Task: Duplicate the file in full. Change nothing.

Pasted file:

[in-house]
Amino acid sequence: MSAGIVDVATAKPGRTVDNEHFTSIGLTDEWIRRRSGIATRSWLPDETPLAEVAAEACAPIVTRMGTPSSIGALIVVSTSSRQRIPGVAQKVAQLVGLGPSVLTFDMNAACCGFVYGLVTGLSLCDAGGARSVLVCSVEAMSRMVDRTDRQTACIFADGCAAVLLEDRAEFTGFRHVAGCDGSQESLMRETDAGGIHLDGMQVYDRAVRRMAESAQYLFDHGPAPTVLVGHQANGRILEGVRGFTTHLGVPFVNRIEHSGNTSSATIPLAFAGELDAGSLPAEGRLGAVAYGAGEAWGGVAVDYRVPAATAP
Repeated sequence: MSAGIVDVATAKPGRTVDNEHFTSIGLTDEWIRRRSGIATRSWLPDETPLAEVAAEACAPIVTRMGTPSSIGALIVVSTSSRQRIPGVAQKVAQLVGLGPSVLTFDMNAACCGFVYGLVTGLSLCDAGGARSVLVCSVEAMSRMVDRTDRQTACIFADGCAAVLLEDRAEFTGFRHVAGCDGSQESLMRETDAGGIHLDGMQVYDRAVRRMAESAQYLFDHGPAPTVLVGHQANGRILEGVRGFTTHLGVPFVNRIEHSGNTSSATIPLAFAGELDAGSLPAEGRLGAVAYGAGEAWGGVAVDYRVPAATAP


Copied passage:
[in-house]
Amino acid sequence: MSAGIVDVATAKPGRTVDNEHFTSIGLTDEWIRRRSGIATRSWLPDETPLAEVAAEACAPIVTRMGTPSSIGALIVVSTSSRQRIPGVAQKVAQLVGLGPSVLTFDMNAACCGFVYGLVTGLSLCDAGGARSVLVCSVEAMSRMVDRTDRQTACIFADGCAAVLLEDRAEFTGFRHVAGCDGSQESLMRETDAGGIHLDGMQVYDRAVRRMAESAQYLFDHGPAPTVLVGHQANGRILEGVRGFTTHLGVPFVNRIEHSGNTSSATIPLAFAGELDAGSLPAEGRLGAVAYGAGEAWGGVAVDYRVPAATAP
Repeated sequence: MSAGIVDVATAKPGRTVDNEHFTSIGLTDEWIRRRSGIATRSWLPDETPLAEVAAEACAPIVTRMGTPSSIGALIVVSTSSRQRIPGVAQKVAQLVGLGPSVLTFDMNAACCGFVYGLVTGLSLCDAGGARSVLVCSVEAMSRMVDRTDRQTACIFADGCAAVLLEDRAEFTGFRHVAGCDGSQESLMRETDAGGIHLDGMQVYDRAVRRMAESAQYLFDHGPAPTVLVGHQANGRILEGVRGFTTHLGVPFVNRIEHSGNTSSATIPLAFAGELDAGSLPAEGRLGAVAYGAGEAWGGVAVDYRVPAATAP